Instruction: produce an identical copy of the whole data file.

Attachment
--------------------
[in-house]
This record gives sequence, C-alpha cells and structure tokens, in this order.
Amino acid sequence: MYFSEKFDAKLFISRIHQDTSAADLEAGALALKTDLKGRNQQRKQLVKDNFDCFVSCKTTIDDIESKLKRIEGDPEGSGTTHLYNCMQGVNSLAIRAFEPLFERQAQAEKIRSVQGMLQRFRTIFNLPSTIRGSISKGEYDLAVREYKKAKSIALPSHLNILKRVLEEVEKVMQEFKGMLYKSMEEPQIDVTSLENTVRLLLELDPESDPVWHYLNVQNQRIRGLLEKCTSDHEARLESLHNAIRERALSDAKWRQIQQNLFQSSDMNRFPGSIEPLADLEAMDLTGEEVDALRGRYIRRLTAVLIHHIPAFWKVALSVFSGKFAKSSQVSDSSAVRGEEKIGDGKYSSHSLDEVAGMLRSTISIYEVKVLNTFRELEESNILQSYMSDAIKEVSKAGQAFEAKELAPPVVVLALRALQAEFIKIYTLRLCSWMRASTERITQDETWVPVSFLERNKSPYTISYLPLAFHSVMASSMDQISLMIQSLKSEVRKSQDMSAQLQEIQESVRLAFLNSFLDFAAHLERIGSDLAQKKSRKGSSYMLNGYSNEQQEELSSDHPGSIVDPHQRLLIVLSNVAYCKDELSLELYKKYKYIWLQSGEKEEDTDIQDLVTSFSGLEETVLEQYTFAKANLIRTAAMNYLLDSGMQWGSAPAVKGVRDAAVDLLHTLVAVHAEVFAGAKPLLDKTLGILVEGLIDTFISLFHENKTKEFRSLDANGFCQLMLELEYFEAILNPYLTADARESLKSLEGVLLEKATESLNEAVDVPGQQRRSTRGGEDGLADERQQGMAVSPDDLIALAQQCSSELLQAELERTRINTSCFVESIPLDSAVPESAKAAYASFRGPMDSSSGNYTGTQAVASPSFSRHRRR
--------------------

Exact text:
[in-house]
This record gives sequence, C-alpha cells and structure tokens, in this order.
Amino acid sequence: MYFSEKFDAKLFISRIHQDTSAADLEAGALALKTDLKGRNQQRKQLVKDNFDCFVSCKTTIDDIESKLKRIEGDPEGSGTTHLYNCMQGVNSLAIRAFEPLFERQAQAEKIRSVQGMLQRFRTIFNLPSTIRGSISKGEYDLAVREYKKAKSIALPSHLNILKRVLEEVEKVMQEFKGMLYKSMEEPQIDVTSLENTVRLLLELDPESDPVWHYLNVQNQRIRGLLEKCTSDHEARLESLHNAIRERALSDAKWRQIQQNLFQSSDMNRFPGSIEPLADLEAMDLTGEEVDALRGRYIRRLTAVLIHHIPAFWKVALSVFSGKFAKSSQVSDSSAVRGEEKIGDGKYSSHSLDEVAGMLRSTISIYEVKVLNTFRELEESNILQSYMSDAIKEVSKAGQAFEAKELAPPVVVLALRALQAEFIKIYTLRLCSWMRASTERITQDETWVPVSFLERNKSPYTISYLPLAFHSVMASSMDQISLMIQSLKSEVRKSQDMSAQLQEIQESVRLAFLNSFLDFAAHLERIGSDLAQKKSRKGSSYMLNGYSNEQQEELSSDHPGSIVDPHQRLLIVLSNVAYCKDELSLELYKKYKYIWLQSGEKEEDTDIQDLVTSFSGLEETVLEQYTFAKANLIRTAAMNYLLDSGMQWGSAPAVKGVRDAAVDLLHTLVAVHAEVFAGAKPLLDKTLGILVEGLIDTFISLFHENKTKEFRSLDANGFCQLMLELEYFEAILNPYLTADARESLKSLEGVLLEKATESLNEAVDVPGQQRRSTRGGEDGLADERQQGMAVSPDDLIALAQQCSSELLQAELERTRINTSCFVESIPLDSAVPESAKAAYASFRGPMDSSSGNYTGTQAVASPSFSRHRRR